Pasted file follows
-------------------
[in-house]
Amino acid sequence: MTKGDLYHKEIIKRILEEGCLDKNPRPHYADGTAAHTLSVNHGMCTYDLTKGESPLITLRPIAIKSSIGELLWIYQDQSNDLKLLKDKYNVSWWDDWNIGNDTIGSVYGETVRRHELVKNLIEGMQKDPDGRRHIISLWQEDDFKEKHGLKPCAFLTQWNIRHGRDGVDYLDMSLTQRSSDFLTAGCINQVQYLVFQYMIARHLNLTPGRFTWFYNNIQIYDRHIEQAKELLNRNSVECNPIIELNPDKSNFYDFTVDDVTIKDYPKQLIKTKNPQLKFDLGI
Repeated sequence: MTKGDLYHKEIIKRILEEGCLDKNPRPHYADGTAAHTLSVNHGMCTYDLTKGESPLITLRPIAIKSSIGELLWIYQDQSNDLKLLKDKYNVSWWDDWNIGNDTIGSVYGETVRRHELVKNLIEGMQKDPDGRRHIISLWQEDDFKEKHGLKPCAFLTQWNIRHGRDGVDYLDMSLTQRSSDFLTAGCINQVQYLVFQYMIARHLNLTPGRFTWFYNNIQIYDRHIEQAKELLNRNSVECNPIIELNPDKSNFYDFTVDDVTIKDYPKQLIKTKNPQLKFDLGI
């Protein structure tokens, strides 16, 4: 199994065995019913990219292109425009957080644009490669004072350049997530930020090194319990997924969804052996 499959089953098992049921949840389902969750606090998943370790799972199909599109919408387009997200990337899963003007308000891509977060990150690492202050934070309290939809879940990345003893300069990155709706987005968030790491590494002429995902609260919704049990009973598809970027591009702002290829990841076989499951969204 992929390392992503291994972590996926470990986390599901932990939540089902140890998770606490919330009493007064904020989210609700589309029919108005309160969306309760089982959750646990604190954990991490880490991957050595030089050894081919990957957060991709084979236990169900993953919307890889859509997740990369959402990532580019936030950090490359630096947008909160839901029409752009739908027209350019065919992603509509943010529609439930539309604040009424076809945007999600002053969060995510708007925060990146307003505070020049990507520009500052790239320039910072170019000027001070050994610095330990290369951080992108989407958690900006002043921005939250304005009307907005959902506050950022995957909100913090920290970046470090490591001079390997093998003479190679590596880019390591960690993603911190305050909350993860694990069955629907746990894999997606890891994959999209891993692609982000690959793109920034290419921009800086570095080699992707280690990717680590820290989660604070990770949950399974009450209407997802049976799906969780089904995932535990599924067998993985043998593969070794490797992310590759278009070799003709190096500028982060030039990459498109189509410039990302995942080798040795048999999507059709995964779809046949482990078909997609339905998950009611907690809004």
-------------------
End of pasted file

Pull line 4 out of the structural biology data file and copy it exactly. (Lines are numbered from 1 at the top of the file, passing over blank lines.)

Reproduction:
């Protein structure tokens, strides 16, 4: 199994065995019913990219292109425009957080644009490669004072350049997530930020090194319990997924969804052996 499959089953098992049921949840389902969750606090998943370790799972199909599109919408387009997200990337899963003007308000891509977060990150690492202050934070309290939809879940990345003893300069990155709706987005968030790491590494002429995902609260919704049990009973598809970027591009702002290829990841076989499951969204 992929390392992503291994972590996926470990986390599901932990939540089902140890998770606490919330009493007064904020989210609700589309029919108005309160969306309760089982959750646990604190954990991490880490991957050595030089050894081919990957957060991709084979236990169900993953919307890889859509997740990369959402990532580019936030950090490359630096947008909160839901029409752009739908027209350019065919992603509509943010529609439930539309604040009424076809945007999600002053969060995510708007925060990146307003505070020049990507520009500052790239320039910072170019000027001070050994610095330990290369951080992108989407958690900006002043921005939250304005009307907005959902506050950022995957909100913090920290970046470090490591001079390997093998003479190679590596880019390591960690993603911190305050909350993860694990069955629907746990894999997606890891994959999209891993692609982000690959793109920034290419921009800086570095080699992707280690990717680590820290989660604070990770949950399974009450209407997802049976799906969780089904995932535990599924067998993985043998593969070794490797992310590759278009070799003709190096500028982060030039990459498109189509410039990302995942080798040795048999999507059709995964779809046949482990078909997609339905998950009611907690809004």